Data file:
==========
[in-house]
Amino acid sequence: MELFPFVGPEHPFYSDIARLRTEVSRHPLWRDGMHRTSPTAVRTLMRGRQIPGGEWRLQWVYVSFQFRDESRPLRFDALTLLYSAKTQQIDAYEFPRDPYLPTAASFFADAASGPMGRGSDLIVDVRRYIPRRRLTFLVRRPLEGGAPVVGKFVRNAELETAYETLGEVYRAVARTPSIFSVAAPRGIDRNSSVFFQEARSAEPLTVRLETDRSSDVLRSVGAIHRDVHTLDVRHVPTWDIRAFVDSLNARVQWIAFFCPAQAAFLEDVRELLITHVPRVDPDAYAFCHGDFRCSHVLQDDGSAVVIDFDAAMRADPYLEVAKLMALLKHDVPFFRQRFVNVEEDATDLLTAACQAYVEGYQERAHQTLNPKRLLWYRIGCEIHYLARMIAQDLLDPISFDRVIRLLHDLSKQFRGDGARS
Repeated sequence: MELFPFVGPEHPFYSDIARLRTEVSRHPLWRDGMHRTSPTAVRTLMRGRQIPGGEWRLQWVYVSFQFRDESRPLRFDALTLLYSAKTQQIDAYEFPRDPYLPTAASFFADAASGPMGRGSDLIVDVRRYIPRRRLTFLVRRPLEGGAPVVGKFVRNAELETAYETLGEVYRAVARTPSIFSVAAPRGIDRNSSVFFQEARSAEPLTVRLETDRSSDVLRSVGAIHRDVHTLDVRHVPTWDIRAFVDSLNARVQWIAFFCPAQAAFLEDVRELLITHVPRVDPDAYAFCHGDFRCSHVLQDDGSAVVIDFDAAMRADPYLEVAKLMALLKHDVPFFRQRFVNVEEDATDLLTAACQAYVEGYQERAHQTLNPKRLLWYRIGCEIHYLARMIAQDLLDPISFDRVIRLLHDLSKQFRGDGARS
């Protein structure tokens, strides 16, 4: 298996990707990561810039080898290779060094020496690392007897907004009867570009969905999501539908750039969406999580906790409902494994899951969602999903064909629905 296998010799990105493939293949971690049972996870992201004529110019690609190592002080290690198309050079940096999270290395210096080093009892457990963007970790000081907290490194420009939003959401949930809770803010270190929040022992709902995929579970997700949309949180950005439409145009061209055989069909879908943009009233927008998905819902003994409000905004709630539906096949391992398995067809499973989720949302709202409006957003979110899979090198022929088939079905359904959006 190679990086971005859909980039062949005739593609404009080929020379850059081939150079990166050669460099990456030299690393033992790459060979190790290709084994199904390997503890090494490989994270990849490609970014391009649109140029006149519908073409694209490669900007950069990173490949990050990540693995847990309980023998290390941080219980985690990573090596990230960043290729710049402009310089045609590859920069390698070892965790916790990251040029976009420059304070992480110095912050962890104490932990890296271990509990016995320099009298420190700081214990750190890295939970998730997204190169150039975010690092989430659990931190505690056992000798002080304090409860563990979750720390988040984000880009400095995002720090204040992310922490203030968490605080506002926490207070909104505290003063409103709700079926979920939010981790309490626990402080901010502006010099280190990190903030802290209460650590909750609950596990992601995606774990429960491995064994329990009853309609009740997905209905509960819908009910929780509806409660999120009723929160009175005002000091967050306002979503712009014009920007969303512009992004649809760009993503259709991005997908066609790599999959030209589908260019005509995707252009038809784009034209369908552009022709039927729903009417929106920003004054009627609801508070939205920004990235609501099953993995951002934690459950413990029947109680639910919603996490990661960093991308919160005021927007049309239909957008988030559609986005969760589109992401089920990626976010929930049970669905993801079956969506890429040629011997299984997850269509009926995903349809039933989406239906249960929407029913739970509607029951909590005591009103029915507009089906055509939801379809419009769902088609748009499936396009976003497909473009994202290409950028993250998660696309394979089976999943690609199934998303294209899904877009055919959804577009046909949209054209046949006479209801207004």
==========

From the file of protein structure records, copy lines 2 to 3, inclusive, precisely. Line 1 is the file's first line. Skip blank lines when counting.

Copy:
Amino acid sequence: MELFPFVGPEHPFYSDIARLRTEVSRHPLWRDGMHRTSPTAVRTLMRGRQIPGGEWRLQWVYVSFQFRDESRPLRFDALTLLYSAKTQQIDAYEFPRDPYLPTAASFFADAASGPMGRGSDLIVDVRRYIPRRRLTFLVRRPLEGGAPVVGKFVRNAELETAYETLGEVYRAVARTPSIFSVAAPRGIDRNSSVFFQEARSAEPLTVRLETDRSSDVLRSVGAIHRDVHTLDVRHVPTWDIRAFVDSLNARVQWIAFFCPAQAAFLEDVRELLITHVPRVDPDAYAFCHGDFRCSHVLQDDGSAVVIDFDAAMRADPYLEVAKLMALLKHDVPFFRQRFVNVEEDATDLLTAACQAYVEGYQERAHQTLNPKRLLWYRIGCEIHYLARMIAQDLLDPISFDRVIRLLHDLSKQFRGDGARS
Repeated sequence: MELFPFVGPEHPFYSDIARLRTEVSRHPLWRDGMHRTSPTAVRTLMRGRQIPGGEWRLQWVYVSFQFRDESRPLRFDALTLLYSAKTQQIDAYEFPRDPYLPTAASFFADAASGPMGRGSDLIVDVRRYIPRRRLTFLVRRPLEGGAPVVGKFVRNAELETAYETLGEVYRAVARTPSIFSVAAPRGIDRNSSVFFQEARSAEPLTVRLETDRSSDVLRSVGAIHRDVHTLDVRHVPTWDIRAFVDSLNARVQWIAFFCPAQAAFLEDVRELLITHVPRVDPDAYAFCHGDFRCSHVLQDDGSAVVIDFDAAMRADPYLEVAKLMALLKHDVPFFRQRFVNVEEDATDLLTAACQAYVEGYQERAHQTLNPKRLLWYRIGCEIHYLARMIAQDLLDPISFDRVIRLLHDLSKQFRGDGARS